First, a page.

Several years ago I mentioned to a man from Louisiana that I came from a state where doves were protected songbirds. “Ain’t worth livin’ there,” he said, matter-of-factly. His words gnawed quietly at me, and when my state finally did approve a dove season 11 years ago, I wanted to catch up for the decades of lost time. My attitude dictated my choice of dove hunting shotgun. Those first few seasons, when I absolutely had to shoot every dove the law allowed, I shot 12-gauge semiautos only. I’ve since calmed down and gone to a 28-gauge O/U. That’s part of the fun of dove hunting: Any gun you enjoy shooting can be the best dove gun for you. At the same time, there’s no question that if you define the “best” dove gun as the most efficient and effective dove gun, the 12-gauge semiauto is it—hands down. Here’s why:
Four Reasons Why a 12-Gauge Semiauto Is the Best Dove Gun
Loaded with 1 or 1 1/8 ounces of shot, a 12 gauge can take doves from close range out to 40 yards or more, especially if you shoot size 7 1/2 shot. More shot in the pattern means that the usable pattern—the part dense enough to ensure multiple hits on a bird—is wider than it would be with a lighter load from a small-gauge gun. It’s not a huge difference, a few inches at most, but you can see that difference play out in registered Skeet averages, where almost everyone scores higher with a 12 than they do with smaller gauges. Bear in mind that Skeet shooters use one gun and sub-gauge tubes for all four gauges, so the difference have to do purely with their ammunition, not with their guns. A 20 gauge comes close to a 12, but the big-bore wins.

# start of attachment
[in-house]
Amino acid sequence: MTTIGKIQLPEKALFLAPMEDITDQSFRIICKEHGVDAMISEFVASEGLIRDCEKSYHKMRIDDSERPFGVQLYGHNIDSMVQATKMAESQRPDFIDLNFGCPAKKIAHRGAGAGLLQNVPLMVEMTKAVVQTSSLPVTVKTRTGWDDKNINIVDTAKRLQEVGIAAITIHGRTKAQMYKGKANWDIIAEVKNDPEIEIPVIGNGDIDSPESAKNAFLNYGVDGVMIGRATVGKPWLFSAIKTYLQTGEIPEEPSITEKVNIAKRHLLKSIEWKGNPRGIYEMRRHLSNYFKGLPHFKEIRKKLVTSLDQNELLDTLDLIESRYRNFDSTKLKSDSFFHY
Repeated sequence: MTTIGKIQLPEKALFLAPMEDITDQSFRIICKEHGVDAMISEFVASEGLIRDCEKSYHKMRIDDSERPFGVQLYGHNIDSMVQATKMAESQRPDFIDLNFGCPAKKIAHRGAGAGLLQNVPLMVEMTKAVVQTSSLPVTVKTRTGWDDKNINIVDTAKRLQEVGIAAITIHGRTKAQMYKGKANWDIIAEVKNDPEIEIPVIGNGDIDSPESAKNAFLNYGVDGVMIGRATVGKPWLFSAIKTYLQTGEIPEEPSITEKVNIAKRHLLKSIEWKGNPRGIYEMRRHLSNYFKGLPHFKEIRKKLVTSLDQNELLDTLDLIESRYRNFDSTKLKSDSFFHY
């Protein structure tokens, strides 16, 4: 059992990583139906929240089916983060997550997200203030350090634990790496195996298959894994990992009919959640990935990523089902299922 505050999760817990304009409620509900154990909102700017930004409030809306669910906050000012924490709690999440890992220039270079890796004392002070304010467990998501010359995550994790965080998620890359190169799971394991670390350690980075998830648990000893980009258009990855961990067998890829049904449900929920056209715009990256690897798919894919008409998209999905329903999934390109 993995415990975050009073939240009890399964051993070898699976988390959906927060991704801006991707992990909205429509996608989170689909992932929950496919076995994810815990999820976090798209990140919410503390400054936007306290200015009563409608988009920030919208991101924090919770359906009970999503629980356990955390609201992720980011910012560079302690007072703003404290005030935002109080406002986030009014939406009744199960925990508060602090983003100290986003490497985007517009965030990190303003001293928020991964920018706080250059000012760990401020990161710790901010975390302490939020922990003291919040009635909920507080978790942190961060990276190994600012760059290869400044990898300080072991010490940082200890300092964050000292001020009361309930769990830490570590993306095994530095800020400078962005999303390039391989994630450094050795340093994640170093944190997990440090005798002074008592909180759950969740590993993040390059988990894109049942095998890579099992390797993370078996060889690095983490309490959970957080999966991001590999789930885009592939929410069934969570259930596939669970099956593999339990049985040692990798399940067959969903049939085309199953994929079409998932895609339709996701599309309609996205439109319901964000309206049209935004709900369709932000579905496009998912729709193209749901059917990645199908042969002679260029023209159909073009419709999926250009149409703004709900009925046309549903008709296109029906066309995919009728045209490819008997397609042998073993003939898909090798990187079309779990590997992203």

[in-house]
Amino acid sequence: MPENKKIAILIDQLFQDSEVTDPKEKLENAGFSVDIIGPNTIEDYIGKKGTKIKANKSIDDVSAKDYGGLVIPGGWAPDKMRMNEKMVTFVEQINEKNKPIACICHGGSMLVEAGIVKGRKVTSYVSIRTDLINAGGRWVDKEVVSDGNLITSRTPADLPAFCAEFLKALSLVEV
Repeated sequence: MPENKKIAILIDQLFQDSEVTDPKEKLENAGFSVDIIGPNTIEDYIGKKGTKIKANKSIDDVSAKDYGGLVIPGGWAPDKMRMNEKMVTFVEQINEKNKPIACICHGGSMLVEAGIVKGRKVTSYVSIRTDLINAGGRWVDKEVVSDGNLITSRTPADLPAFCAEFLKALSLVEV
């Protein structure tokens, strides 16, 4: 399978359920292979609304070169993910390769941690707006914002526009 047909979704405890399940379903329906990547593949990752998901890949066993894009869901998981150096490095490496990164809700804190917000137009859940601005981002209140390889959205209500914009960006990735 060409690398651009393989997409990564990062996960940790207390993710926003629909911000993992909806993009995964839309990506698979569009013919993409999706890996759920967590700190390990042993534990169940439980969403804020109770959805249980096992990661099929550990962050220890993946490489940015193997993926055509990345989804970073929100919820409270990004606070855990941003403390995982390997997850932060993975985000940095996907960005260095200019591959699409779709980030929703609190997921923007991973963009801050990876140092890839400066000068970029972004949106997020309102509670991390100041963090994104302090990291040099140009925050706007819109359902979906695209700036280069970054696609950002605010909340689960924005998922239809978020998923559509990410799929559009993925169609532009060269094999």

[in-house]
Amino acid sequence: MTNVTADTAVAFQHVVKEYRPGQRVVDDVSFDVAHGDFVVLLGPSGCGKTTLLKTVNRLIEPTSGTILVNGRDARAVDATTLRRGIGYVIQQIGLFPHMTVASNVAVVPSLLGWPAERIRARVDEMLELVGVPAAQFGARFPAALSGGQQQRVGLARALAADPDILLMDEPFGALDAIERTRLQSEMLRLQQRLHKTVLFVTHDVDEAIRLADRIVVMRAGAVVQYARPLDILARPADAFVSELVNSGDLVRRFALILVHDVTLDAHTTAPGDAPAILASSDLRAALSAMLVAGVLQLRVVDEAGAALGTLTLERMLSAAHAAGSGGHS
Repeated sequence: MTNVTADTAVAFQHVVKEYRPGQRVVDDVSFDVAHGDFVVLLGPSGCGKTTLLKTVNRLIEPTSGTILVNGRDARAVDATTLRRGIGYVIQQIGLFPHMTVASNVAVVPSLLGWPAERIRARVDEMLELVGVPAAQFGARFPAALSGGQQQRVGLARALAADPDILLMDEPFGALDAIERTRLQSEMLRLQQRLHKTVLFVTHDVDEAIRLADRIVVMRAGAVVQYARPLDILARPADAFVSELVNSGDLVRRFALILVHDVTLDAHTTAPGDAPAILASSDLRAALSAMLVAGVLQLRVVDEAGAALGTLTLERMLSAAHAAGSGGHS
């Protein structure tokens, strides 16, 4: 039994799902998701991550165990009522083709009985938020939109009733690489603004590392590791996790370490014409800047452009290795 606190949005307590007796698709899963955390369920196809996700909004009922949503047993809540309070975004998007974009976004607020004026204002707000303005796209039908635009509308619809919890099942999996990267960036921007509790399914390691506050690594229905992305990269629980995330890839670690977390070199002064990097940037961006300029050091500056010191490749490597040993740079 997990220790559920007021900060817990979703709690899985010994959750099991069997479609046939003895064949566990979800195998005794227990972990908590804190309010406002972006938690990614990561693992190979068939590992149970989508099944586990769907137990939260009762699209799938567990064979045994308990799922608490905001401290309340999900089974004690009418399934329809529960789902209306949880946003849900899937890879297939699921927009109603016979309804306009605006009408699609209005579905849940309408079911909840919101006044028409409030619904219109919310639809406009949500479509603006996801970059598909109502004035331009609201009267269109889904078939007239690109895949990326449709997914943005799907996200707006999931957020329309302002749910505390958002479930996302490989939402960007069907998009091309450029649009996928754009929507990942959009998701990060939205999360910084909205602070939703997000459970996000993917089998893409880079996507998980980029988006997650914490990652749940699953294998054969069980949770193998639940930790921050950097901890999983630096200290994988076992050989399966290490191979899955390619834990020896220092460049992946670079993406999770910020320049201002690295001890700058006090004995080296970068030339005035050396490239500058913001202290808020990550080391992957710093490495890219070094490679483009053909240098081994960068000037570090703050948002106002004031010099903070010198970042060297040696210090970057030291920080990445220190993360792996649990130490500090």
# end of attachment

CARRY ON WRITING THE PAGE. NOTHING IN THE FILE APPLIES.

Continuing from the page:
Also, I keep reading that doves aren’t hard to knock down. It’s one of those cliches that writers repeat that makes me wonder if they are paying attention in the field. Maybe we’re not shooting the same doves, because I’ve seen lots of birds lose feathers and keep flying, or fall and magically recover and fly away. The extra pellets in a 12-gauge pattern can make a difference between a clean kill and a crippled dove.
Heavier, bulkier guns don’t feel as good in your hands as a trim smallbore might, but they’re easier to swing and shoot. In dove hunting, your vehicle carries the gun right to the spot (or very close), so there’s no real advantage to a lightweight shotgun. A longer, heavier gun swings more smoothly, points well, and is generally easier to shoot that a lighter gun. Heavy guns can be faster to the target, than lighter smallbores, if speed matters to you. The extra heft absorbs recoil, too.
When I shot 12s at doves, it was almost always a semi-auto. I can’t cycle pumps smoothly and quickly enough to make good followups on juking doves, so I wanted a gun that shot every time I pulled the trigger. I prefer gas guns to inertia-operated models because of the recoil reduction of gas, which can matter if you’re shooting a lot and wearing no more padding than a t-shirt. Softer recoil lets you get back on target faster after a miss.